• a lot of people above the median wage bracket are on packages…. where the agreement is for $X including benefits and super etc. I have seen packages offered where the total was $165K, but the take home was equivalent of the $110K wage after the benefits and super were calculated.

      You raise the SGC and these people will just get their package adjusted to take home less pay, the company wont fork out extra….. the salary package is designed for this.

      Any business that is struggling to maintain revenue is not going to be able to raise their employment costs another couple of percent… so will look to cut overall wages…. any new hires will be at the same overall employment costs…..

      Any business that looks at the wages of an employee as the amount the employee takes home is destined to screw up big time…though that might explain why so many go to the wall without paying entitlements…

      • Same problem for PAYG contractors: If my super goes up, it comes directly out of my net “take home”, with obvious adjustments for tax difference.

        • Solution set up a pty ltd company and a family trust , as a director and receiving a dividend from the trust “super” is not required to be paid.
          NB. not financial advice do your own research.

          • Which would work, unless the ATO deems the business income as PSI, in which case it doesn’t. TPAR virtually guarantees an audit and unless you’re Kerry Packer, legal battles with the ATO are a losing proposition even when you actually win.

      • Same problem for PAYG contractors: If my super goes up, it comes directly out of my net “take home”, with obvious adjustments for tax difference.

    • I don’t think it is that complex.
      If you model the real wage as being before super, then an increase in the levy shifts the labour demand curve left and shifts the labour supply curve right (quantity of labour is higher at each real wage because employees are receiving more super)
      So the equilibrium real wage falls by the same amount as the increase in super.

  4. I understand the argument. But lets look at my mate that works at the abattoir who works for the minimum wage. He sees it like this. He gets a wage rise of 1 or 2% per year from the minimum wage rise increase. He then gets a super increase to 13% and still gets his 1 or 2% per year from the minimum wage rise increase. He does not think that the minimum wage rise will be lower as its already low and he also has no guarantee he would get a rise anyway. He will take what he can lock in now and sees any one telling him that he should not get the SG increase that they are just on the side of business not the worker. All the workers at the Abattoir think this way.

    • This.
      If we accept the fact that wage rises have gone nowhere last decade and they wont in the next few years… how can they be “lower” if th e super paid by employers is increased?
      As in, if employers are not going to be handing out pay rises anyway… why not increase super?

  5. We’ve just signed new EBA, starting 1/07. 3+3+3. What do you think who is going to pocket that 1-1.5% super if canceled?

  6. Tell me lies
    Tell me sweet little lies
    (Tell me lies, tell me, tell me lies)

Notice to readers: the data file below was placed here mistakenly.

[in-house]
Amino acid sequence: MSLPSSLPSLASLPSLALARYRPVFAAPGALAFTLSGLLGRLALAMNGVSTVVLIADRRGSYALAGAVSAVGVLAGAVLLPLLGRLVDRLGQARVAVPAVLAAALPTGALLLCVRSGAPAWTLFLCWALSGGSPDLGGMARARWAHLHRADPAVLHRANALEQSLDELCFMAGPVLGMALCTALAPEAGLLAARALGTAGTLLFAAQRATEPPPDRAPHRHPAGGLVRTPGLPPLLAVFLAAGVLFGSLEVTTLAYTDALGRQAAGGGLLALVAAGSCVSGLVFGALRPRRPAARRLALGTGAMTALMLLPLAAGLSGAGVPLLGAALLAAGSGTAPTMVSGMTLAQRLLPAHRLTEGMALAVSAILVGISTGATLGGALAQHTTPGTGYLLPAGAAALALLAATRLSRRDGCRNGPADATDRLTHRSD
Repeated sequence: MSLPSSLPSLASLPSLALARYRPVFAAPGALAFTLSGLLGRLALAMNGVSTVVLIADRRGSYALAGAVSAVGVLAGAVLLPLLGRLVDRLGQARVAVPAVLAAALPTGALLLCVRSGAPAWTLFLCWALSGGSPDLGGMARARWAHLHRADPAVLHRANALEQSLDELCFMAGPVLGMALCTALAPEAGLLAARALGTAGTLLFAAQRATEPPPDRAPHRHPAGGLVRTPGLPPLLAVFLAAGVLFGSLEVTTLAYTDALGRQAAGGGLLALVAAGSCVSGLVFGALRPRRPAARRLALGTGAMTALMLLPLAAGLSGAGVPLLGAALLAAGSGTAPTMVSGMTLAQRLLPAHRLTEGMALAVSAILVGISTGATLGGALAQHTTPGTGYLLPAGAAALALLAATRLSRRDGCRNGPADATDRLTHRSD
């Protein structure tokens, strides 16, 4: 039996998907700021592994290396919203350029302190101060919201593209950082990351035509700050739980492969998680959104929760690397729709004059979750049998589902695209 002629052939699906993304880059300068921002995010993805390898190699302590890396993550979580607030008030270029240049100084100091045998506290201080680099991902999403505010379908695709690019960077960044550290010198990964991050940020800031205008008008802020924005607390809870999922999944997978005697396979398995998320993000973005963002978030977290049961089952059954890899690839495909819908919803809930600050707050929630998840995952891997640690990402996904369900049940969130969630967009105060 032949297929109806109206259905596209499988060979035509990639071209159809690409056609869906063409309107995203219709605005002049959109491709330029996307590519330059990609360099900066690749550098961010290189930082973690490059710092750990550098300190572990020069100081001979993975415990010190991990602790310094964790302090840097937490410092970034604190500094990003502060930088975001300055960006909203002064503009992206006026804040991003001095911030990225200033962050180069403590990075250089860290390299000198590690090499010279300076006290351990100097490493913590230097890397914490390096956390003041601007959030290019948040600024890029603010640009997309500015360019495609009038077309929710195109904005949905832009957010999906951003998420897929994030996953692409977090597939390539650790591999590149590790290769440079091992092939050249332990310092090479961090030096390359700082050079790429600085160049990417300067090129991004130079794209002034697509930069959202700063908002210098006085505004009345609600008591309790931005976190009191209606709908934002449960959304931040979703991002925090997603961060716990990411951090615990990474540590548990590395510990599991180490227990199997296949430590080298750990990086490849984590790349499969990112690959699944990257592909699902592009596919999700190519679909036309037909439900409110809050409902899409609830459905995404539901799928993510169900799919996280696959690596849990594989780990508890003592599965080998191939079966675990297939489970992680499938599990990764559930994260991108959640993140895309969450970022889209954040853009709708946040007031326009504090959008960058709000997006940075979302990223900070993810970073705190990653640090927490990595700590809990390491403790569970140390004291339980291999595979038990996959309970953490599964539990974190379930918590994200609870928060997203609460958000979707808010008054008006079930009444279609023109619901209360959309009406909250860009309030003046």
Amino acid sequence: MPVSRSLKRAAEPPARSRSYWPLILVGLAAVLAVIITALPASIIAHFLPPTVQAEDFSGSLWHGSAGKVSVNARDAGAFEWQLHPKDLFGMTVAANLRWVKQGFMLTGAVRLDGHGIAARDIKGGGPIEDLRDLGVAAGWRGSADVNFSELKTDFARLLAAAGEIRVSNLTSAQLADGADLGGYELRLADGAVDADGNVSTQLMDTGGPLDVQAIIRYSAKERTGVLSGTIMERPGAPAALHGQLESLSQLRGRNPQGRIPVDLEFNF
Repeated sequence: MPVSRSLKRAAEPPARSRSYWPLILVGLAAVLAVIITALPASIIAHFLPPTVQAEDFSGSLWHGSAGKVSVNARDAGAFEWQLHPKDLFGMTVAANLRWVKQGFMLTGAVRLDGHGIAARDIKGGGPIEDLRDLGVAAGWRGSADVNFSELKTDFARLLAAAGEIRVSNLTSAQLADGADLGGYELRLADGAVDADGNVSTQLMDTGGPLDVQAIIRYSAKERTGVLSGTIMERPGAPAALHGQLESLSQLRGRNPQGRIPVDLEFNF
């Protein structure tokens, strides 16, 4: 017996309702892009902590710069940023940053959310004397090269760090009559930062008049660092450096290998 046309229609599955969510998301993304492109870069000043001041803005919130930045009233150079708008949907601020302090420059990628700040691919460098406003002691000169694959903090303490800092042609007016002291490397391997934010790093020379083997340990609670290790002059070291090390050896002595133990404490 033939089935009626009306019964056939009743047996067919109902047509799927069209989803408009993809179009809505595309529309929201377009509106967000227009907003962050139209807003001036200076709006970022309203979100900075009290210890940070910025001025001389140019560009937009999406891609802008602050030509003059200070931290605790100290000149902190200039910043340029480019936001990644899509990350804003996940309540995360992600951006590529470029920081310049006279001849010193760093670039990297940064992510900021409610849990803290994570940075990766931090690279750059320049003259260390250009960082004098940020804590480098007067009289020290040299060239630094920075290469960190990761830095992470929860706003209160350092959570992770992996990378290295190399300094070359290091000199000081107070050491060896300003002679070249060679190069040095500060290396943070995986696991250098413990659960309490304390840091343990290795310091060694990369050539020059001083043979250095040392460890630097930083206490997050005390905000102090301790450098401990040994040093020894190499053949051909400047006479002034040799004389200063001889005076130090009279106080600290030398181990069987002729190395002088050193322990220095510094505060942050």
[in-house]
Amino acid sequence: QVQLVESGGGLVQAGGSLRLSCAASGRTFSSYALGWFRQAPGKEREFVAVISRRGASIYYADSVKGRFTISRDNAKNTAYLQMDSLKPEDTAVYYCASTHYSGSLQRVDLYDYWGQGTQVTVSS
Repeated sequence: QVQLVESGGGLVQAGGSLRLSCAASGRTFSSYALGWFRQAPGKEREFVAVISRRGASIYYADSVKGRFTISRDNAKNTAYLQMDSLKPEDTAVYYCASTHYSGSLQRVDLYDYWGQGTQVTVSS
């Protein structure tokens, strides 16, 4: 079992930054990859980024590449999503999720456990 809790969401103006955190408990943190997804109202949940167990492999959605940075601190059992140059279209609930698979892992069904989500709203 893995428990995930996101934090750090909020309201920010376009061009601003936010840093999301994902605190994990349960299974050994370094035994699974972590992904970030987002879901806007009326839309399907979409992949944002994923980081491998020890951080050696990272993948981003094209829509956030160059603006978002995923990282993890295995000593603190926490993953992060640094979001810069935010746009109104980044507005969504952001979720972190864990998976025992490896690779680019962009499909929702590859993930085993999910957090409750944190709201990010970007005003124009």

Oh, no, no you can’t disguise
    (You can’t disguise, no you can’t disguise)
    Tell me lies
    Tell me sweet little lies

    Pigs may fly
    Tell me pigs may fly…

  7. The world once had empires, run by emperors …
    Then kingdoms, run by kings …
    Then Australia become a country, and it is run by …

  8. Keating’s comment on the day may have merit. He said “There’s been no wages growth in eight years, so if they don’t get it in super, they won’t get it at all.”. If it is true that there will be no wages growth, and the data tends to support this, then it’s a valid argument.

    • There’s been no wage growth due to stupid levels of net immigration and I suspect this something the arch neoliberal Keating would be strongly in favour of. Like Rudd, he’s a despicable hypocrite.

      • Yes, agreed, my comment is simply if/then a priori reasoning.

        If the only wage rise is via super then it should proceed. The only argument against it (from a wage earners perspective) is if it is substituted by take-home wage rise and that is unlikely.,

  9. Lower take home wages are due to this:

    2 Sep 2020

    software engineers wanting work in Australia will be given exemptions to bypass tough border restrictions as part of a new skilled migration plan

    at a time when the effective unemployment rate is tipped to reach 13 per cent by the end of the year.

    https://www.smh.com.au/politics/federal/nurses-ceos-to-be-given-border-exemptions-under-skilled-workers-plan-20200901-p55r93.html

    Rudd

    brandished a laptop computer, describing it as the “toolbox of the future”.

    “We need to equip our young people with the skills necessary to participate in the digital economy of the 21st century.”

    Digital economy jobs are given to migrants. Thanks Labor.

    • As much as I can’t stand sell outs like Keating and Rudd, the ALP haven’t been in government since 2014. You need to be thanking Scummo and the LNP spivs for the above.

    • blacktwin997MEMBER

      Looks like he’s suffering constipation for a start in that photo. If anyone would know about bullsh!t it would have to be that pudgy albino twerp fvckstick.

      • It’s quite understandable how he became Prime Minister.
        Howard had been around too long and was on the nose.
        At the same time; Rudd and his spin doctors basically fooled enough people (including myself) into buying the illusion/narrative that Rudd was a viable alternative.
        Then the real Rudd came to light.
        Rudd the Dudd.

  10. Paul Keating did make an excellent point when he spoke about ordinary Australians paying one rate for superannuation and parliamentarians benefiting from a higher rate which is paid for by us.

  11. LittleEmperorMEMBER

    Potty mouthed krudd didn’t get to be un secretary-general so has to settle for lobbying for the superannuation industry instead. How pathetic.

    • Potty mouthed? Like the climate talks when he referred to Chinese rat fuking rat fukers? And when recording a speech he described the fuking complexity of Mandarin? What else?